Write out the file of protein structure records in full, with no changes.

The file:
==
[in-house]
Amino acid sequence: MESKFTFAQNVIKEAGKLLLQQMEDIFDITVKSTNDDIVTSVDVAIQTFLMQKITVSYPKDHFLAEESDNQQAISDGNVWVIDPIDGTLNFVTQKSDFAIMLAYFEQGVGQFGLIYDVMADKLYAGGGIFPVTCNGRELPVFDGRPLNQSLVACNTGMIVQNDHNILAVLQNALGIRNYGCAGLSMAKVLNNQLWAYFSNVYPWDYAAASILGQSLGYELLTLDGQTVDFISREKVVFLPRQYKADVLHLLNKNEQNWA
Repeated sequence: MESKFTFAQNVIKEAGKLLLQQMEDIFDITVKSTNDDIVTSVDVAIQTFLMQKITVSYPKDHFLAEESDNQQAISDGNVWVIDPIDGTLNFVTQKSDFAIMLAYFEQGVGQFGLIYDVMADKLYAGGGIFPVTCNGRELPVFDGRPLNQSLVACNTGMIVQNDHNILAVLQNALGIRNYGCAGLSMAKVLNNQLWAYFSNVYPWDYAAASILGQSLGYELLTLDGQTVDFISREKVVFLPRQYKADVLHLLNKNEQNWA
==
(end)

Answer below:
[in-house]
Amino acid sequence: MESKFTFAQNVIKEAGKLLLQQMEDIFDITVKSTNDDIVTSVDVAIQTFLMQKITVSYPKDHFLAEESDNQQAISDGNVWVIDPIDGTLNFVTQKSDFAIMLAYFEQGVGQFGLIYDVMADKLYAGGGIFPVTCNGRELPVFDGRPLNQSLVACNTGMIVQNDHNILAVLQNALGIRNYGCAGLSMAKVLNNQLWAYFSNVYPWDYAAASILGQSLGYELLTLDGQTVDFISREKVVFLPRQYKADVLHLLNKNEQNWA
Repeated sequence: MESKFTFAQNVIKEAGKLLLQQMEDIFDITVKSTNDDIVTSVDVAIQTFLMQKITVSYPKDHFLAEESDNQQAISDGNVWVIDPIDGTLNFVTQKSDFAIMLAYFEQGVGQFGLIYDVMADKLYAGGGIFPVTCNGRELPVFDGRPLNQSLVACNTGMIVQNDHNILAVLQNALGIRNYGCAGLSMAKVLNNQLWAYFSNVYPWDYAAASILGQSLGYELLTLDGQTVDFISREKVVFLPRQYKADVLHLLNKNEQNWA